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Battle Monument and its architect inspire Essex student

Chloe A. Gudmundsson is a senior at Eastern Technical High School in Essex, and at the suggestion of her English teacher, she decided to research a paper on Maximilian Godefroy, the quirky architect who designed Baltimore's Battle Monument to commemorate the battle for the city in 1814.

She also decided to submit her paper to the annual History Day competition this month on the Dundalk campus of the Community College of Baltimore County. The competition, which has been held for the last 12 years at Dundalk, features both city and Baltimore County public school students.

Gudmundsson, 17, acknowledged that she didn't know a lot about the monument or its architect until her teacher, Harry Cook, mentioned it to her.

"He showed me an article he wanted me to read on the Battle Monument, and it gave me a new perspective on it," Gudmundsson said in a recent interview. "I felt that it had been neglected in recent years. I was also surprised to learn that it was a huge part of our history and culture."

"She was doing a senior independent project at her high school and Harry asked me to mentor her, so we began working together last fall," said Ira Albert, coordinator of the history competition, who also teaches psychology at the Dundalk campus.

"It was clear that Chloe was an outstanding writer," Albert said. "She visited libraries and historical societies and got right into the nitty-gritty of the subject."

She began reading everything she could about the architect and monument, which has stood with Lady Baltimore on a little island in Monument Square on North Calvert Street since 1825.

Her research took her to libraries, the Maryland Historical Society and even to the archives of St. Mary's Seminary & University in Roland Park. There were also visits to study the monument firsthand.

"In the heart of Baltimore city, the decrepit Battle Monument stands alone in the middle of a busy intersection, passed by a constant stream of aggressive drivers and surrounded by towering buildings and stoplights," she wrote.

"One can drive by it, remark how beautiful it is, and forget about it a second later. The figure atop of it, Lady Baltimore, has been destroyed by the eroding effects of nature, including the loss of both arms and a weathering away of the once-beautiful features of her countenance," wrote Gudmundsson.

"It's a memorial that has been left in the dust of time; a symbol of one of Baltimore's proudest moments, neglected by the very city it honors. Why?" she wrote.

Gudmundsson was also intrigued by Godefroy, who also seems to have been forgotten "and seems to have stayed lurking in the shadows of Maryland's history," she wrote.

Or, she posited, was he "one of history's unsung heroes, or a mere train wreck who was the cause of his own suffering?"

She added that Godefroy "seemed to be the king of embellishment and story-twisting" when it came to telling the story of his life.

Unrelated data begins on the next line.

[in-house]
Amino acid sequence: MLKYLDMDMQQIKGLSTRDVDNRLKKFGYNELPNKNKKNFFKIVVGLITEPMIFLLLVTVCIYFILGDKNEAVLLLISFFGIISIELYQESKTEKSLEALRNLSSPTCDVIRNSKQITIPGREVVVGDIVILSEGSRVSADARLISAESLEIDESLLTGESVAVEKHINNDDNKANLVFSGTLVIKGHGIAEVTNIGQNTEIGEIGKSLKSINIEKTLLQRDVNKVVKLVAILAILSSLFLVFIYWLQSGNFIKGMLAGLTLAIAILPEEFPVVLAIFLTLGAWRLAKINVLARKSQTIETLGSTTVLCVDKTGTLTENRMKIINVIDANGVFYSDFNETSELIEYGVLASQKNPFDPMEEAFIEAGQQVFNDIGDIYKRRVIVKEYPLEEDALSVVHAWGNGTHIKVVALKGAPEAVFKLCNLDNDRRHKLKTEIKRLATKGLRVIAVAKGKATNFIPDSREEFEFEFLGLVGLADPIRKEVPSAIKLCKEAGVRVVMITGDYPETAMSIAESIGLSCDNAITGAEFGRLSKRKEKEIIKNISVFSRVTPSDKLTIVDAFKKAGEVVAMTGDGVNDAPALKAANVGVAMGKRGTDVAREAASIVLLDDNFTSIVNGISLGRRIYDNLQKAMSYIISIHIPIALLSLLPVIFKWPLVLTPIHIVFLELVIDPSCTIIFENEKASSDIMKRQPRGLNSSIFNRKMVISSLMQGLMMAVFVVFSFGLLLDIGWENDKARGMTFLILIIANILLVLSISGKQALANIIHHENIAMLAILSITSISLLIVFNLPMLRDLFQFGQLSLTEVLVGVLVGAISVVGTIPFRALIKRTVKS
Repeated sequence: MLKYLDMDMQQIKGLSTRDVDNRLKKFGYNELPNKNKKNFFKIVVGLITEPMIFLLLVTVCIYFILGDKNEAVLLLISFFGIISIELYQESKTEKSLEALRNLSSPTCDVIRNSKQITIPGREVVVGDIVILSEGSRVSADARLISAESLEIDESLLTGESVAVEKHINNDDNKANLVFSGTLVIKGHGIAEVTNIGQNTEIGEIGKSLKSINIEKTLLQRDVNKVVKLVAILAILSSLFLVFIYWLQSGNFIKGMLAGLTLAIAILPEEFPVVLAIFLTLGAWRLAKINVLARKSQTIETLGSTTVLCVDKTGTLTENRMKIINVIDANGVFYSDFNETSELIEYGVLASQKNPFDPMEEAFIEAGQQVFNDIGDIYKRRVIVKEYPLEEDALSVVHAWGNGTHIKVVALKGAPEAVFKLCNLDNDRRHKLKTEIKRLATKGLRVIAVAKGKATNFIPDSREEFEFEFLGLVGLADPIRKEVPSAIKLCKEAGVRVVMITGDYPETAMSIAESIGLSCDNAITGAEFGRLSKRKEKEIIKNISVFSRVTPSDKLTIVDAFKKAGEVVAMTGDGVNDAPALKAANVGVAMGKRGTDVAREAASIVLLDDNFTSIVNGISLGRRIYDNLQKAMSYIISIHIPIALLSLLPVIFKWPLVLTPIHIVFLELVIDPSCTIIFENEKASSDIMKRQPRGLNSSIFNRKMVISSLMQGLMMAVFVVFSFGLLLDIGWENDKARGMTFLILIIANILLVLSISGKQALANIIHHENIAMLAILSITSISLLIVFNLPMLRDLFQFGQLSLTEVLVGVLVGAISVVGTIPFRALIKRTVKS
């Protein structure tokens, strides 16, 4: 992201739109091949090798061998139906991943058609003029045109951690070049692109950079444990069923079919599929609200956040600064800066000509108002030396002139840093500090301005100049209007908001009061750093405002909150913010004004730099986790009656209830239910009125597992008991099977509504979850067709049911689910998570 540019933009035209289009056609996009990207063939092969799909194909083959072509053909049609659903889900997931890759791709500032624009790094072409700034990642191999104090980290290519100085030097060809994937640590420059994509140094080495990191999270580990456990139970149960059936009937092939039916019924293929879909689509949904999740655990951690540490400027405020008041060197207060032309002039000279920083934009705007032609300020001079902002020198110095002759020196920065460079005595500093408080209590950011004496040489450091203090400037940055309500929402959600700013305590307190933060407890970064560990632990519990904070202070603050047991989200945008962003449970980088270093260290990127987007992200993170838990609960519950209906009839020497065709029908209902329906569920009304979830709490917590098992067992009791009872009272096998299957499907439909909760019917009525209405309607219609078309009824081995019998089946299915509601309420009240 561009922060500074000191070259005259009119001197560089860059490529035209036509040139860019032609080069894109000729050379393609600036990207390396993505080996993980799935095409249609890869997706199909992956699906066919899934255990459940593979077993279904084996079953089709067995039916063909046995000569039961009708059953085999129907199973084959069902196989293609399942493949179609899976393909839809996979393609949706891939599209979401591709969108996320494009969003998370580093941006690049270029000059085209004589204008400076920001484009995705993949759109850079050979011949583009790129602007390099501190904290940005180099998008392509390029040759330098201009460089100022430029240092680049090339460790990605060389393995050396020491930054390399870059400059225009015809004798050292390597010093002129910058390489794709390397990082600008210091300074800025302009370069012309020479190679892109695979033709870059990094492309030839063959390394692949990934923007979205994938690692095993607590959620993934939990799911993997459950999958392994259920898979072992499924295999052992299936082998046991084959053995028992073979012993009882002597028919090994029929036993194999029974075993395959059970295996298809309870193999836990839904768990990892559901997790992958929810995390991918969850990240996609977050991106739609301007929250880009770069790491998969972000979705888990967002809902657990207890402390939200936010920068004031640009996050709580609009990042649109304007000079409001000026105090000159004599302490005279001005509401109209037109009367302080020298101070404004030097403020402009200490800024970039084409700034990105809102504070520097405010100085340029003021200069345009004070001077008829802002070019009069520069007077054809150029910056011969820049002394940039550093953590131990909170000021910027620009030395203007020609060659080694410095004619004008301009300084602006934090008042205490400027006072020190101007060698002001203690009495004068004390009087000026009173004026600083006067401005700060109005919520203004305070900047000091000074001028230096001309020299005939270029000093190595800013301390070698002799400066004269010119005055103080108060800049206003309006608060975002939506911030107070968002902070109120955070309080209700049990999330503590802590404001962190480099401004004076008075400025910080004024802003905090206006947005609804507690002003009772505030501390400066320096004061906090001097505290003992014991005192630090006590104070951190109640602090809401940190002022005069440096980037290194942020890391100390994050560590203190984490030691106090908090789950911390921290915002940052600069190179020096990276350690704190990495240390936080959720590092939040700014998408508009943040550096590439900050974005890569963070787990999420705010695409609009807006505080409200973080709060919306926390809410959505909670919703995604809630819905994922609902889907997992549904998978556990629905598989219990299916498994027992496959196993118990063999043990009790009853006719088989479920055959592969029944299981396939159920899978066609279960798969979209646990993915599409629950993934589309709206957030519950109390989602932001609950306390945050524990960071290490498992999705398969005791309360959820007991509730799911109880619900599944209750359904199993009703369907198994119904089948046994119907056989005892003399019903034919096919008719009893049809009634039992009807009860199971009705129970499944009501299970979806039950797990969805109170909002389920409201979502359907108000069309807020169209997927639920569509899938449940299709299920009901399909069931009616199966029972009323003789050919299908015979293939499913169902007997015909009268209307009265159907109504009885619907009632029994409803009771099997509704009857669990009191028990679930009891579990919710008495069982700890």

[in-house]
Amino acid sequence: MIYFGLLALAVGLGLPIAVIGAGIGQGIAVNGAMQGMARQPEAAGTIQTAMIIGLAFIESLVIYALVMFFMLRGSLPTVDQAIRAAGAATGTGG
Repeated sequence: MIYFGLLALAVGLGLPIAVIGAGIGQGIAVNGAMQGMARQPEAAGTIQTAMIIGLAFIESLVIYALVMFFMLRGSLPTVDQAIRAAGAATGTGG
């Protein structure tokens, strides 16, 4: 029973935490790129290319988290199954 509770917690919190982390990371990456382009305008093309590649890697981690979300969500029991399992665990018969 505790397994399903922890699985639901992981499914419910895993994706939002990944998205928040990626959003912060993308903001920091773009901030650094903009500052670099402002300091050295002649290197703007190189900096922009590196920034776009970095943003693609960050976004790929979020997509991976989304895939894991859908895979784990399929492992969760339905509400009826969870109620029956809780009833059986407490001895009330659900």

He was born Jean Maur Godefroy in 1765 in Paris, and while serving in the French army, changed his name to Maximilien which Gudmundsson said is spelled in English publications as Maximilian.

After being arrested by Napoleon's secret police on suspicion of being a royalist, Godefroy was deported to New York City in 1805.

That fall, Godefroy came to Baltimore and took a job at St. Mary's Seminary. Soon thereafter he met Eliza Crawford Anderson, an editor, who had been deserted by her husband. They wed in 1808 and lived a lifestyle far beyond their means, wrote Gudmundsson.

"In Mrs. Anderson, Godefroy would find a match for his own quick temper, impulsive passion, and self-importance," she wrote.

Godefroy, who had designed some of the fortifications that spared Fort McHenry from the British assault of Sept. 12-15, 1814, was selected to design the monument that recalled the 39 Baltimoreans who died during the battle.

By 1819, the nearly impoverished couple and their daughter embarked for England aboard the Ceres. On the voyage, their daughter, also named Eliza, died of yellow fever.

Godefroy's wife died in 1839, and his death followed in 1848 in Montmartre in France.

Gudmundsson acknowledged that for all of his self-imposed troubles, Godefroy did manage to leave his mark on Baltimore with "St. Mary's Chapel, First Unitarian Church, Commercial and Farmers Bank, Masonic Hall," she wrote, along with other commissions.

"Maximilian Godefroy was brilliant in many ways," she observed. "But perhaps the reason history seems not to recognize the greatness in him is that he was never able to recognize the potential for greatness in himself."

Gudmundsson said she was "thrilled working with original documents in the archives of the Maryland Historical Society."

She added: "Normally, St. Mary's Seminary does not allow undergraduate students in to use their material, but I thought I'd give it a shot and emailed them explaining what I was doing. And they allowed me in. It was a real honor."

Gudmundsson's paper didn't win at the History Day competition, but she said she was happy to have had the experience.

The Essex resident, who lives with her parents and five siblings, has been awarded "substantial scholarships," Albert said, to the University of Maryland, Baltimore County, and McDaniel College.

Is she going to pursue a career in history?

"I think I might study psychology," she said.

Copyright © 2014, The Baltimore Sun
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